Plan against deforestation in the cerrado goes into consultation – 09/13/2023 – Environment

Plan against deforestation in the cerrado goes into consultation – 09/13/2023 – Environment

A new PPCerrado (Action Plan for the Prevention and Control of Deforestation in the Cerrado) entered public consultation this Wednesday (13). The consultation will remain active until October 12th on the Participa + Brasil website. The announcement comes after months of high rates of deforestation in the biome.

The plan, which concerns the period from 2023 to 2027, will have an interministerial commission, chaired by the Civil House and secretariat by the Ministry of Environment and Climate Change. The commission is responsible for “coordinating actions to reduce deforestation rates”.

The document under consultation recalls the importance of state entities in combating deforestation in the biome. This is relevant considering that deforestation in the Cerrado occurs especially in private areas —unlike the Amazon—, which, according to authorities, makes federal action in confronting the devastation difficult.

PPCerrado points out that, in 2022, around 81% of deforestation occurred in private areas.

The Forest Code determines that private properties located in the cerrado must maintain 20% to 35% of the natural vegetation (in cerrado areas located in the Legal Amazon) standing (a structure known as a legal reserve). In the Amazon, this percentage jumps to 80%.

During the presentation of the plan, in a session of the Environment and Sustainable Development Committee of the Chamber of Deputies, André Lima, extraordinary secretary for deforestation control, reaffirmed the need to work with the states. Lima highlighted the need to observe apparently legal plant suppression authorizations.

Minister Marina Silva, of Environment and Climate Change, was also present at the session.

“There is no silver bullet. It’s not just about stopping deforestation. There are multiple actions that intersect and feed back positively or negatively,” said Marina. “The cerrado has a strategic function, it is Brazil’s water tank.”

As she had done previously, Marina questioned what the scientific basis would be for legal reserves in the cerrado to be only 20% to 35%. The minister, however, did not defend a change in the Forest Code on the topic —”opening this Pandora’s box again, God help me”—, but rather a change in activities in the biome.

“We don’t want makeup on the problems. Making public policy based on evidence means assuming what science says. Having the courage to show the data. Because the data, when shown, creates what is called ethical embarrassment for companies, for governments, for everyone”, stated the minister. “The effort we are making is to make this political and ethical alignment to protect the cerrado.”

According to the plan, most state authorizations for vegetation suppression — to carry out any deforestation, owners need to inform authorities and have authorization — are not available in the federal system, “which makes it difficult to control illegal deforestation both by federal agencies and the financial sector and production chains”.

The document points out that, based on available data, it can be estimated that at least half of the devastation in the cerrado is caused by some type of illegality.

Still according to the plan, among the causes of vegetation clearing in the cerrado are illegal deforestation linked to production chains — there is a strong presence of soy, for example, and livestock in the biome —, low level of recognition of collective territories and conservation units , agricultural expansion, land speculation, ineffective water management and inadequate fire management.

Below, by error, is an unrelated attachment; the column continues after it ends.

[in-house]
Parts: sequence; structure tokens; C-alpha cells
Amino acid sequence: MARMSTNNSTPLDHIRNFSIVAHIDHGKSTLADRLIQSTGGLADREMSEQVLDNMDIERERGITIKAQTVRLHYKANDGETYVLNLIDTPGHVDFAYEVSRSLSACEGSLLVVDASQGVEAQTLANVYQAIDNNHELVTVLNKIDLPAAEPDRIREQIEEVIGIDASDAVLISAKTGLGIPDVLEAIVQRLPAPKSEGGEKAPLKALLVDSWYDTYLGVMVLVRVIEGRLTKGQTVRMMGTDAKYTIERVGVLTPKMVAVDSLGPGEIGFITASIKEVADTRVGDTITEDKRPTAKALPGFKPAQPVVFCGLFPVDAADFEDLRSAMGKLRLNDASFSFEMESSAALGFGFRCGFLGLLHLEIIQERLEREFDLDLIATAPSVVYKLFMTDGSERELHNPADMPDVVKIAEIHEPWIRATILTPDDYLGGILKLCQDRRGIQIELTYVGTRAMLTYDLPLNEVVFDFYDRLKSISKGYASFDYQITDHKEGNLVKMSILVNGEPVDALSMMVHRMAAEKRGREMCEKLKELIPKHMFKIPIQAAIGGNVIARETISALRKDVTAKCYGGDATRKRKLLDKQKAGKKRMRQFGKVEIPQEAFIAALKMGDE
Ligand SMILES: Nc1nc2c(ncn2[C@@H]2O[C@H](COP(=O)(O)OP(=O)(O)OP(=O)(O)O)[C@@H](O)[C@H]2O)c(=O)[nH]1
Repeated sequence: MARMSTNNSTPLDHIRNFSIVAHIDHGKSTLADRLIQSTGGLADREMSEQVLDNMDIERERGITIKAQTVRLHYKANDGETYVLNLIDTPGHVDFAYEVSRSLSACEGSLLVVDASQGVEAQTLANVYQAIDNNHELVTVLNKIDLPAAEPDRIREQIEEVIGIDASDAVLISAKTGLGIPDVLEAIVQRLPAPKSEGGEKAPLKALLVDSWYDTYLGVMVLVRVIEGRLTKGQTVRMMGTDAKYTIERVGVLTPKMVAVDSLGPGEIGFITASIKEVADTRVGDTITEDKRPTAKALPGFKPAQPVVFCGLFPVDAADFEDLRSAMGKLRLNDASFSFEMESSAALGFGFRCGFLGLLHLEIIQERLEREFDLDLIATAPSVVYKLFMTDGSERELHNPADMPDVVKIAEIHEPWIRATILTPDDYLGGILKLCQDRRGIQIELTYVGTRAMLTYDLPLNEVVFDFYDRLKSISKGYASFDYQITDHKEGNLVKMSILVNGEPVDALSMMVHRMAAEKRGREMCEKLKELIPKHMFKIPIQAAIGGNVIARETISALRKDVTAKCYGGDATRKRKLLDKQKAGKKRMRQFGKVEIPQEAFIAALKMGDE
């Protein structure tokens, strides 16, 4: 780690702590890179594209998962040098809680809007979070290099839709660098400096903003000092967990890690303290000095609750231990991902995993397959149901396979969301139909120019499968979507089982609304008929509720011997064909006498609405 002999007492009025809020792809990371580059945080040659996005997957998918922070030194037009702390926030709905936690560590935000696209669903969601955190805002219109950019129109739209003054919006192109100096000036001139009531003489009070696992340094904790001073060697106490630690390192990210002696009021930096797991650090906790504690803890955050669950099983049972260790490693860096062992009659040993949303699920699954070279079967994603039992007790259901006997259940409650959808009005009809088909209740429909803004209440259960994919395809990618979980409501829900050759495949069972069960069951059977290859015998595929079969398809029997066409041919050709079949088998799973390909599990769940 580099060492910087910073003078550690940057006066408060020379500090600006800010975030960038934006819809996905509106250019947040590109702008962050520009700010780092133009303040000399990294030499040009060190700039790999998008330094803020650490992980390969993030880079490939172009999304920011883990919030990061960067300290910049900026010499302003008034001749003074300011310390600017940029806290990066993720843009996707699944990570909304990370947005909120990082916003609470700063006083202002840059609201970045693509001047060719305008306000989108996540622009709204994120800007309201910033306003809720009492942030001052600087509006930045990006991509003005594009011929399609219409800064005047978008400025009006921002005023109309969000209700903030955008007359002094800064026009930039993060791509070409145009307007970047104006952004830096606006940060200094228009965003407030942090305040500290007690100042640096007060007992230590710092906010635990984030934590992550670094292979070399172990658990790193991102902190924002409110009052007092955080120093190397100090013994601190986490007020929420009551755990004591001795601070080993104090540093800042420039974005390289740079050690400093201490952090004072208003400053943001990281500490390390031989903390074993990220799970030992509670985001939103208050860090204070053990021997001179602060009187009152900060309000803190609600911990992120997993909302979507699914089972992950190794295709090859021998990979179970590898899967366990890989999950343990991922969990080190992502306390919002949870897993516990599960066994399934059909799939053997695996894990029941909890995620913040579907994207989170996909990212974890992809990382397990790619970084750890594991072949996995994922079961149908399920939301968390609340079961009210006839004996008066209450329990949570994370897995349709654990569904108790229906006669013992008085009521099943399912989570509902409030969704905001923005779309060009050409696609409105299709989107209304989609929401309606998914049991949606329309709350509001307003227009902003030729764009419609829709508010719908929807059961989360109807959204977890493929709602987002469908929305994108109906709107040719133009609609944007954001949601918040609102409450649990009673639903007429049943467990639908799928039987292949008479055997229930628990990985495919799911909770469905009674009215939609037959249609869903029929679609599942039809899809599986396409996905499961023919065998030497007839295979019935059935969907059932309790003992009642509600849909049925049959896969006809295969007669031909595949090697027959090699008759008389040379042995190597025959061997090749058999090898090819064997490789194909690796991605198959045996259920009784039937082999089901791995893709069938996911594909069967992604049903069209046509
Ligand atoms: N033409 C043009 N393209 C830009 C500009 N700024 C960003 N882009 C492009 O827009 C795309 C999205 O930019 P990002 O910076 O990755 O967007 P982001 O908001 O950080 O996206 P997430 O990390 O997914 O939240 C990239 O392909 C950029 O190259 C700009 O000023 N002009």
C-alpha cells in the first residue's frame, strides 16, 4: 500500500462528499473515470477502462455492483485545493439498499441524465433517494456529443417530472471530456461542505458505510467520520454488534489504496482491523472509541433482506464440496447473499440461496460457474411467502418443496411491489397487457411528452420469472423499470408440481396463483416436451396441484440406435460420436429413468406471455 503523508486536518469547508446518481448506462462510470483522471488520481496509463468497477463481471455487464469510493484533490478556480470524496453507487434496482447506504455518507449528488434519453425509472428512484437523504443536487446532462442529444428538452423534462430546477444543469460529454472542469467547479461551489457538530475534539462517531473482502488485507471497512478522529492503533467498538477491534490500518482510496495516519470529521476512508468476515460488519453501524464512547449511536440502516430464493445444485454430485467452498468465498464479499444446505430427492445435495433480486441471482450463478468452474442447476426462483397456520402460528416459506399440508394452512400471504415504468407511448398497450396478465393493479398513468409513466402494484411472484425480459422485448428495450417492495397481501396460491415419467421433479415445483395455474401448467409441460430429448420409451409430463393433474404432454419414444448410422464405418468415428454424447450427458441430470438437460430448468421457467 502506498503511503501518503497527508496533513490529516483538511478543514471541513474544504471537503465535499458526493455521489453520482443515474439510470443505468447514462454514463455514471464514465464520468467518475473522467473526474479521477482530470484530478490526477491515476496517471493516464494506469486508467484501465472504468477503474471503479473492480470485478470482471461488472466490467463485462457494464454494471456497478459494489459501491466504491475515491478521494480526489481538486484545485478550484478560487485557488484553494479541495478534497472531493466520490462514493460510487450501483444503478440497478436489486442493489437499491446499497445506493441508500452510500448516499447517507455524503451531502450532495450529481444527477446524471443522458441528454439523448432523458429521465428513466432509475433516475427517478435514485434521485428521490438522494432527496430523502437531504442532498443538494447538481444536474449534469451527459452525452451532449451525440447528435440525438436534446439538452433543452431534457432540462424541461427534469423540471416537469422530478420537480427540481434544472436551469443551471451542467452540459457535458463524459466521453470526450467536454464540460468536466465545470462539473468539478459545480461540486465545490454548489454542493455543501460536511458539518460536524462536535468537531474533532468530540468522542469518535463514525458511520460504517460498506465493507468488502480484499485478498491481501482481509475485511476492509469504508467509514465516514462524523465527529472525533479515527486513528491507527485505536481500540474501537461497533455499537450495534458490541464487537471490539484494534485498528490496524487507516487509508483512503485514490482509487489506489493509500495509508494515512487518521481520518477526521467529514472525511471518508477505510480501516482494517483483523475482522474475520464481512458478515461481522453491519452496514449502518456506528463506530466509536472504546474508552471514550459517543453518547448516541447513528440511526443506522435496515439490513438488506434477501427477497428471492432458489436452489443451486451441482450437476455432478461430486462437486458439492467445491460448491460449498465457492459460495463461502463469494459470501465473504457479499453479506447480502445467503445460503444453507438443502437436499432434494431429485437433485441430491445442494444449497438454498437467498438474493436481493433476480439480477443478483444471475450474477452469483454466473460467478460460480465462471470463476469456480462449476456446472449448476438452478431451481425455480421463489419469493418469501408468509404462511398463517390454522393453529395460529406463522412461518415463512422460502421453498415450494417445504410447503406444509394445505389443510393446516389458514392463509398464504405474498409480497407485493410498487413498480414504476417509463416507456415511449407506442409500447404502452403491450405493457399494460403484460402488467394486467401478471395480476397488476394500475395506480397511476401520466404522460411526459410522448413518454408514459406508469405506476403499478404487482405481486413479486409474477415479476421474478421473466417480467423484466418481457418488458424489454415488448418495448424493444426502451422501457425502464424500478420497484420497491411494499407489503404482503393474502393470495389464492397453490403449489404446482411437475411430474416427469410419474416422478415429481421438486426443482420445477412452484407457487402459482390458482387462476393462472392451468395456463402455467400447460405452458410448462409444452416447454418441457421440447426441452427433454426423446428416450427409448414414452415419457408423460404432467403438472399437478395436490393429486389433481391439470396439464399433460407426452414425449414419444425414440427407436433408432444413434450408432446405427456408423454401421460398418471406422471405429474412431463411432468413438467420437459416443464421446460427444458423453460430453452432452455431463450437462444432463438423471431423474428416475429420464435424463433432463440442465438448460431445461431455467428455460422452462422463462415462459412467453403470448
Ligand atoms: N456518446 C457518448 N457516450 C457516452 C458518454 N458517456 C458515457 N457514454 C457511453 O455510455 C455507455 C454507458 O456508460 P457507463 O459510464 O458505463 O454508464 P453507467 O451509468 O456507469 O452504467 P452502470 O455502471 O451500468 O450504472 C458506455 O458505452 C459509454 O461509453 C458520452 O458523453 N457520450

The impact of illegality in the field, however, needs to be better understood. “Currently, the Brazilian government does not have consolidated official data on the level of compliance of agricultural production with current environmental legislation”, points out the document.

“However, different studies carried out by the Academy and civil society present evidence that a significant portion of production is linked to illegal deforestation due to non-compliance with the requirements for the conservation of native vegetation within the property.”

A study published in 2020 in the journal Science showed that illegal deforestation in the Amazon and the Cerrado may be contaminating around 20% of soy and at least 17% of meat exported to the EU (European Union). This research is even cited in PPCerrado.

Matopiba (Maranhão, Tocantins, Piauí and Bahia), a region where there is heavy deforestation, and agricultural and speculative interest, also receives focus in the plan. Continuous deforestation of more than one hundred hectares is concentrated in this region, a situation that has predominated in the last four years, the document points out.

“Which indicates significant capital investments for purchasing and removing vegetation from large areas annually”, says the text.

The document also recalls the extinction of the PPCerrado under the Jair Bolsonaro (PL) government and the abandonment of “specific actions for the cerrado in the years that followed”.

Also present at the launch, the executive secretary of the Ministry of the Environment, João Paulo Capobianco, said that the project’s objective is not just to end illegal deforestation, but all forms of devastation. “

Goal of zero deforestation by 2030. Zero deforestation is not illegal in the Amazon. It’s zero deforestation throughout Brazil”, stated Capobianco, in reference to other national biomes.

“There are others [planos] at the mouth of the oven”, said Marina Silva.

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